But that comes down to how the city defines a complaint.
Calls about same issue don't count as new complaint
After CBC News asked for clarification on how complaints are counted, a city spokesperson said if someone complains about the same issue, at the same address, it isn't logged as a new complaint. Instead the city says any further information is added to "the existing service request to help Municipal Licensing and Standards (MLS) in their investigation."
"One service request may span multiple calls," said spokesperson, Lyne Kyle.
WATCH: Doufekas talks about parties, guests not wearing masks in hallways:
After more than six months of calls to 311, Doufekas says the bylaw enforcement officer told her he was closing her complaint on Thursday.
She says the bylaw officer told her a new owner had bought the condo across the hall so he can't issue a fine to the previous owner for running an illegal short-term rental. And he can't do anything about the American breaking a quarantine order because he has since left the unit.
"I'm back at square one," said Doufekas.
In a statement, the city told CBC News that all of Doufekas's complaints have been investigated and "it has been determined that this property is not operating as a short-term rental." Lyle also noted that MLS is not responsible for ensuring people quarantine.
In terms of the COVID-19 ban on short-term rentals in her building, Doufekas has been pushing for enforcement from property management and the condo board since the ban began.
"In the summer, it was terminal three in the front of our lobby," said Doufekas, referring to the bustling terminal at Toronto's Pearson Airport.
Building acknowledged self-isolation breaches in July
In a July 24, 2020 notice to residents, condo management acknowledged that units in the building were being rented out to people "to self-isolate before their 'final' Canadian destination."
"Typically, most have come from the United States where the COVID cases are very high," said condo manager Anne Wilson in the notice. "We estimate over the last few months, we have had 40+ units rented for this purpose, which is concerning and puts us at a greater risk."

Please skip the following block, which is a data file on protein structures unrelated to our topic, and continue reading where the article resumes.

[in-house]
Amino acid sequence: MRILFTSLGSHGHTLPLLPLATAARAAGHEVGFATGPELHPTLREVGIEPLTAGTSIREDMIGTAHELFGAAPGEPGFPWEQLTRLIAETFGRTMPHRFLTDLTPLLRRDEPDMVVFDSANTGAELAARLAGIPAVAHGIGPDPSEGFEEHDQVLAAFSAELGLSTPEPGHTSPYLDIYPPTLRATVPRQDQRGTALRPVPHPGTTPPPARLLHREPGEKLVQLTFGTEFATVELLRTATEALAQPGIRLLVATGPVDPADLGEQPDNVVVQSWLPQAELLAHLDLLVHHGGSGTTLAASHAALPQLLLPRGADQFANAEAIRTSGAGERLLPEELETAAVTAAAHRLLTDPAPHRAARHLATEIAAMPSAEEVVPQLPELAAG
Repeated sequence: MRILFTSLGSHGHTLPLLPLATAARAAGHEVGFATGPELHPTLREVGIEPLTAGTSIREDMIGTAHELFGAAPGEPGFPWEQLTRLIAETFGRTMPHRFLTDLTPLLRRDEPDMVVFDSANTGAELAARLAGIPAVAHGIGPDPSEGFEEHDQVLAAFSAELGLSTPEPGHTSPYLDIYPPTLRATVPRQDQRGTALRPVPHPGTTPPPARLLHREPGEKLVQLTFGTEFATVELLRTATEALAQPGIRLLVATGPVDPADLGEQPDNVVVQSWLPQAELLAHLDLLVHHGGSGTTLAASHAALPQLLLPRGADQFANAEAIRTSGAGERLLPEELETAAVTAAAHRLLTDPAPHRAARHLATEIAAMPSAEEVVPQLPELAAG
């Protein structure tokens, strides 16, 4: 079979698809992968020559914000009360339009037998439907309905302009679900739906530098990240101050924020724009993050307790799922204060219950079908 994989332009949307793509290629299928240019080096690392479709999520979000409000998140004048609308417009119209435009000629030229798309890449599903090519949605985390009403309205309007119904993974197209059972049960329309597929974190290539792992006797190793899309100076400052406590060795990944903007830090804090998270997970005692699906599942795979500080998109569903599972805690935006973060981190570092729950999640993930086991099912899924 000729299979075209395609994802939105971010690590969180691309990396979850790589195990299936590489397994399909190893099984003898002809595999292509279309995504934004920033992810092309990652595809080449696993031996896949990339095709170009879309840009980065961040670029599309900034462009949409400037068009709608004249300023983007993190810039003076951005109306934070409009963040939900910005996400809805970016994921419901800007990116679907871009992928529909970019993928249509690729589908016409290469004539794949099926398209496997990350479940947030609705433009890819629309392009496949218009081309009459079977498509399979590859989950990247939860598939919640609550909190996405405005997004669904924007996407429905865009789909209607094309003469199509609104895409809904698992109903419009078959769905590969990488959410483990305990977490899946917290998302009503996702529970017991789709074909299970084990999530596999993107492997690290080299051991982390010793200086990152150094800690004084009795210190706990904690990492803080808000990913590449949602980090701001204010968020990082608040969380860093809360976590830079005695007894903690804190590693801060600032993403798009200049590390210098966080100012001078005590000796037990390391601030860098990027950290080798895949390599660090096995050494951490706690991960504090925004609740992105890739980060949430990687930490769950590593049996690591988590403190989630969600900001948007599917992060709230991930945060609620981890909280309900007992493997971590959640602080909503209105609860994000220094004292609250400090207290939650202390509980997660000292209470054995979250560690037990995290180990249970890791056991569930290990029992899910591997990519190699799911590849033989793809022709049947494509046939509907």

The notice also references "several instances where individuals have breached their mandatory self-isolation and left the unit," which "puts the building and other residents directly at risk."
For months, Doufekas says her requests for updates on enforcement from the building went nowhere.
"I was told the standard message, 'We cannot comment on the private information of a particular suite,'" she said. "They told me that enforcement takes time — nothing happened."
Condo lawyer Fatima Vieira says property management and condo boards do have to respect the privacy of unit owners, but there are limits.
"Essentially, you have to rely on the property manager and the board to take the steps necessary after the activity is reported," Vieira told CBC News.
"If it escalates to where the corporation is bringing an application in court, then that is something that can be disclosed."
In a statement, the condo board's president told CBC News the short-term rental ban is being respected by owners, but "like all policies in some cases there are violations.
"In these instances, which are extremely small in number, the Board has taken prompt action," said Dino Tsalikis.
Those actions include using enforcement measures available under the Condominium Act and involving the board's lawyer to ensure compliance, according to Tsalikis.
Doufekas says she found out the board's lawyer was involved with enforcement across the hall earlier this month but so far nothing has changed.
"This is my home," said Doufekas.
"I want to feel safe."
With files from Angelina King